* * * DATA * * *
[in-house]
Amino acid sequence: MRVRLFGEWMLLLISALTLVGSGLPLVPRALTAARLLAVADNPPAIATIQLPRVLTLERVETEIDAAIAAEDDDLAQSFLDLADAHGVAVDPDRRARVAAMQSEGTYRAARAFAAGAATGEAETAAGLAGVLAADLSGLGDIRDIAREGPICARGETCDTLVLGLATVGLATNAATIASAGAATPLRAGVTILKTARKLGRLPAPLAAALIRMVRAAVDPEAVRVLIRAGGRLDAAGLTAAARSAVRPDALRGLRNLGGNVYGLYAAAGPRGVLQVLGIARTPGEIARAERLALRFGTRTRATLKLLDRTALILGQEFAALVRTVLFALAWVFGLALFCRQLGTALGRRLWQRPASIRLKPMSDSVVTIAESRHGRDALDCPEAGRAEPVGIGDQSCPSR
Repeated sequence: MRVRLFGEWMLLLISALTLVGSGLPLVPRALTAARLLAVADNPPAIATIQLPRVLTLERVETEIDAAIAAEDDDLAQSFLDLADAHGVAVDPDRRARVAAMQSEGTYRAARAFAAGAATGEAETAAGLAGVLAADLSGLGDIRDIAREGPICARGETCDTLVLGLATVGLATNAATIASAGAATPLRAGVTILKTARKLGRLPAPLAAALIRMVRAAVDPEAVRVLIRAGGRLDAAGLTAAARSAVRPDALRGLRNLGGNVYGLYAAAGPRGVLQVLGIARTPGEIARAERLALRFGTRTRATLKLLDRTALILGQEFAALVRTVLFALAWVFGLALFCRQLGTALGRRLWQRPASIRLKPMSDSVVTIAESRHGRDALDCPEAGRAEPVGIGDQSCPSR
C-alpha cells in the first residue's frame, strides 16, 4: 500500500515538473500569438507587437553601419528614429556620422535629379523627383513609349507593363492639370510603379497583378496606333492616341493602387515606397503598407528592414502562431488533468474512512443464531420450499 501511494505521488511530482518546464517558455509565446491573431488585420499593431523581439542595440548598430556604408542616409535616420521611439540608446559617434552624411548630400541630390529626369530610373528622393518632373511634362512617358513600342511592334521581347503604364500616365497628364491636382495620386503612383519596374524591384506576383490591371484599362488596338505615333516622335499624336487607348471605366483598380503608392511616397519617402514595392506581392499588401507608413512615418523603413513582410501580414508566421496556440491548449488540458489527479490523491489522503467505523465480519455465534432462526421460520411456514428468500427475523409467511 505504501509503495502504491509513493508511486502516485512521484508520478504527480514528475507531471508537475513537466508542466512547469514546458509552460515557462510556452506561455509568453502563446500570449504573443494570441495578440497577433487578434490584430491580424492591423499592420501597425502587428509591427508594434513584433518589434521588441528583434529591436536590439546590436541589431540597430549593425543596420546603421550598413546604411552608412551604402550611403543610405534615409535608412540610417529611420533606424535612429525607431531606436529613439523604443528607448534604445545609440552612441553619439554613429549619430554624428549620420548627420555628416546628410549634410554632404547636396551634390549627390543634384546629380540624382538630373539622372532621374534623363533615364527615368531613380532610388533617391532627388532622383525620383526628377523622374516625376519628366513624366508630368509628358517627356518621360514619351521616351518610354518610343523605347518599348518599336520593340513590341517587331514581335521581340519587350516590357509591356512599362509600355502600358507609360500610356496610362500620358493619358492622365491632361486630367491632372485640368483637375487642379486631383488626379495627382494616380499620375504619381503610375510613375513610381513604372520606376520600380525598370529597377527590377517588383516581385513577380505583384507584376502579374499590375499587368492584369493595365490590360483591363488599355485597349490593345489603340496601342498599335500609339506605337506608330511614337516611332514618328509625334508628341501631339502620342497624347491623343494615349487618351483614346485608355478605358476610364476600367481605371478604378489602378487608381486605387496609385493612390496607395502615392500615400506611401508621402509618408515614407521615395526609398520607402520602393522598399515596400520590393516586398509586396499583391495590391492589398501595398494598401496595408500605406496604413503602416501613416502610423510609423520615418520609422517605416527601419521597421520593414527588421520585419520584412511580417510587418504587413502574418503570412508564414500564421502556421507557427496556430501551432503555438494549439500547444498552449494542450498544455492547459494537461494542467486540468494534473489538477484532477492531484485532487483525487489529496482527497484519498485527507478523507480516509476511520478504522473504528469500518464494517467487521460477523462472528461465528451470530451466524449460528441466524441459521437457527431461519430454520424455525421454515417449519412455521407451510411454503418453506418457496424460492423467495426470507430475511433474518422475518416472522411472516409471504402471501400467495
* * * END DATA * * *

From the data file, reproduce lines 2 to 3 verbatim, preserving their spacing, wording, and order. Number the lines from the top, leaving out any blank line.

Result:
Amino acid sequence: MRVRLFGEWMLLLISALTLVGSGLPLVPRALTAARLLAVADNPPAIATIQLPRVLTLERVETEIDAAIAAEDDDLAQSFLDLADAHGVAVDPDRRARVAAMQSEGTYRAARAFAAGAATGEAETAAGLAGVLAADLSGLGDIRDIAREGPICARGETCDTLVLGLATVGLATNAATIASAGAATPLRAGVTILKTARKLGRLPAPLAAALIRMVRAAVDPEAVRVLIRAGGRLDAAGLTAAARSAVRPDALRGLRNLGGNVYGLYAAAGPRGVLQVLGIARTPGEIARAERLALRFGTRTRATLKLLDRTALILGQEFAALVRTVLFALAWVFGLALFCRQLGTALGRRLWQRPASIRLKPMSDSVVTIAESRHGRDALDCPEAGRAEPVGIGDQSCPSR
Repeated sequence: MRVRLFGEWMLLLISALTLVGSGLPLVPRALTAARLLAVADNPPAIATIQLPRVLTLERVETEIDAAIAAEDDDLAQSFLDLADAHGVAVDPDRRARVAAMQSEGTYRAARAFAAGAATGEAETAAGLAGVLAADLSGLGDIRDIAREGPICARGETCDTLVLGLATVGLATNAATIASAGAATPLRAGVTILKTARKLGRLPAPLAAALIRMVRAAVDPEAVRVLIRAGGRLDAAGLTAAARSAVRPDALRGLRNLGGNVYGLYAAAGPRGVLQVLGIARTPGEIARAERLALRFGTRTRATLKLLDRTALILGQEFAALVRTVLFALAWVFGLALFCRQLGTALGRRLWQRPASIRLKPMSDSVVTIAESRHGRDALDCPEAGRAEPVGIGDQSCPSR